The Critical Need for Kids to Think Critically
Sam honestly believes all the claims he reads in his junk email. He wants to respond and send money right away to some very suspect source claiming to help starving invertebrates in a country he has never heard of.
Dan follows the lead of other kids, even when they are leading him astray. That got him started on smoking.
Dina has a hard time understanding other peoples' ways of seeing things. She is intolerant of anyone who disagrees with her on any issue.
Yvonne takes everything at face value. So she uncritically agrees with any authority figure's point of view on any matter. That's what she did when her social studies class was discussing America's controversial role in toppling oppressive governments around the world; she blindly accepted her teacher's stance.
Sam, Dan, Dina, and Yvonne are all kids who have not understood and embraced a process called critical thinking.
Critical thinking helps students evaluate the validity of ideas as they acquire the ability to assess the world around them. Emerging as critical thinkers, kids can judge ideas, claims, issues, and products. They can size up points of view. Most important, their critical thinking can be a huge asset in their own day-to-day decision-making. Their evaluations enable children to pass beyond sheer naivetè, to see things as they really are rather than as they seem or are designed to seem. In part it's the ability to distinguish between appearances and reality. Such insight turns out to be a powerful survival tool, an important instrument of success throughout life. And it needs to be assembled during childhood and the adolescent years.
Educators and parents alike can help children hone their critical thinking. Television commercials, newspaper editorials, political speeches, even musical offerings, short stories, and novels are all fair targets for critical scrutiny. Children have to be taught to slow down and ask themselves the right questions in exercising this mode of thinking. The following table, from an 11th grade class assignment, depicts a sequence of steps that can guide the process:
|Step 1:||What's the claim or statement to be evaluated?|
|Explanation:||Stating very clearly what idea(s), claim(s), products(s) you will be evaluating|
|Example:||A politician claimed, "If I am re-elected, I will lower taxes and offer more services to the poor and pay for universal health care."|
|Step 2:||What are my beliefs or feelings about this?|
|Explanation:||Identifying your own biases, i.e., how you feel about what's claimed|
|Example:||I feel as if this is a good idea; I'm passionately for it - plus he's in the same political party as I. I trust him.|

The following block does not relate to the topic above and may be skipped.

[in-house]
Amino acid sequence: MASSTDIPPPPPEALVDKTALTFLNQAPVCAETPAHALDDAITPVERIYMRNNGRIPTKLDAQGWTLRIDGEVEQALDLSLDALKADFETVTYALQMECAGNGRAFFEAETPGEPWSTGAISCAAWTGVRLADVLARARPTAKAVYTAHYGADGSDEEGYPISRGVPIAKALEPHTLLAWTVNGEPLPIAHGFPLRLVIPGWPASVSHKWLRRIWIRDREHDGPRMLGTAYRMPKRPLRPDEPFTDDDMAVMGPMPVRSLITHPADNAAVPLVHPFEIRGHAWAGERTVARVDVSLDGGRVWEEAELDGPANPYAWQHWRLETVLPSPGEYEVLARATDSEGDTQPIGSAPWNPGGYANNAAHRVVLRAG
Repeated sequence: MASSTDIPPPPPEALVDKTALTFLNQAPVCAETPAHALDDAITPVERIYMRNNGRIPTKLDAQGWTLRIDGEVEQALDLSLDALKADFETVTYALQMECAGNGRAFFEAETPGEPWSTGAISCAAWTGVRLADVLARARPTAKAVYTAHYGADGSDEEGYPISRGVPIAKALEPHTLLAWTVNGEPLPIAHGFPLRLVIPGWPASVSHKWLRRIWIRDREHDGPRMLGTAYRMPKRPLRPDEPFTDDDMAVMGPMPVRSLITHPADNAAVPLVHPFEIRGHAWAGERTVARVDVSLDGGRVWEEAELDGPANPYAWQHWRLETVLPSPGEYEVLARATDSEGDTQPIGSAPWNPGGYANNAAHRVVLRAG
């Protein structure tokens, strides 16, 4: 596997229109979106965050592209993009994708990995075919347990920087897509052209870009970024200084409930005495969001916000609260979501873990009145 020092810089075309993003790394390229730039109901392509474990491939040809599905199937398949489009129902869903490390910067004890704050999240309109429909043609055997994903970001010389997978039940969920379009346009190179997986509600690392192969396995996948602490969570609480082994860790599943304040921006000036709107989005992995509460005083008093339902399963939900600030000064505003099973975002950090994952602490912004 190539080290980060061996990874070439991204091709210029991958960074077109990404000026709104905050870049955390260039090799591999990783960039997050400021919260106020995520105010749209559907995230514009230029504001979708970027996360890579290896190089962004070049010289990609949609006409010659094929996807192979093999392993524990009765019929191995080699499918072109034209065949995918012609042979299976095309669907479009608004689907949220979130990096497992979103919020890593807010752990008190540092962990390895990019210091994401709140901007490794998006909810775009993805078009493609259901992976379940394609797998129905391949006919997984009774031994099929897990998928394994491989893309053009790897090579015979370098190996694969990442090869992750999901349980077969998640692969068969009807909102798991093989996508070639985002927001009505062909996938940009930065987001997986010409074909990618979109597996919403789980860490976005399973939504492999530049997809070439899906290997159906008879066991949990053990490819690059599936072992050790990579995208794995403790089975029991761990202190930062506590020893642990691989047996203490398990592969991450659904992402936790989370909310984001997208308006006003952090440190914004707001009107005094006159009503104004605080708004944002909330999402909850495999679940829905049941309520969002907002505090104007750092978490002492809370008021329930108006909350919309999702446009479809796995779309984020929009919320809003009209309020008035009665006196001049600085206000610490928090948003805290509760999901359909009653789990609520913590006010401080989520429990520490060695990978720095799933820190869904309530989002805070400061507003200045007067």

|Step 3:||What real reasons does this person have for saying/writing this?|
|Explanation:||Uncovering underlying (possibly ulterior) motives of the person whose work or ideas are being evaluated|
|Example:||He'll say anything to get elected! And he's such a good speaker; he can make you believe anything.|
|Step 4:||What would be the consequences of agreeing with/accepting such ideas or claims?|
|Explanation:||Predicting the implications for action if the ideas were accepted/implemented|
|Example:||He would be elected, taxes would go down, and our government would have a bigger deficit.|
|Step 5:||How accurate is this person's information?|
|Explanation:||Determining whether the facts are there to support the claim or the idea or justify the product's worthiness|
|Example:||His numbers on tax reduction and the cost of health care are questionable.|
|Step 6:||What facts can I find to help me evaluate this?|
|Explanation:||Doing the needed research to support, modify, or refute the claim or idea|
|Example:||Last year's budget contradicts what he is claiming about tax revenue.|
|Step 7:||What is the evidence for and against the claim/statement/product?|
|Explanation:||Making lists of the pros and cons of that which is being evaluated|
|Example:||Pros: speaks from experience, is consistent in his views|
|Cons: has failed a tax reform in past, legislature won't pass his bills|
|Step 8:||What's my assessment?|
|Explanation:||Coming to a conclusion|
|Example:||He's a good person, but very political. You can't believe he'll do what he says he will do.|
|Step 9:||How do I communicate my assessment?|
|Explanation:||Reporting on your critical thinking|
|Example:||Using steps 1 to 8, write a statement or making an oral presentation of your assessment.|
|Step 10:||How/when will I find out if my assessment was correct?|
|Explanation:||Evaluating your evaluation|
|Example:||If he is elected, following up on the campaign promises may tell you if you were right.|
Reprinted with the permission of All Kinds of Minds © 1999-2008 All Kinds of Minds
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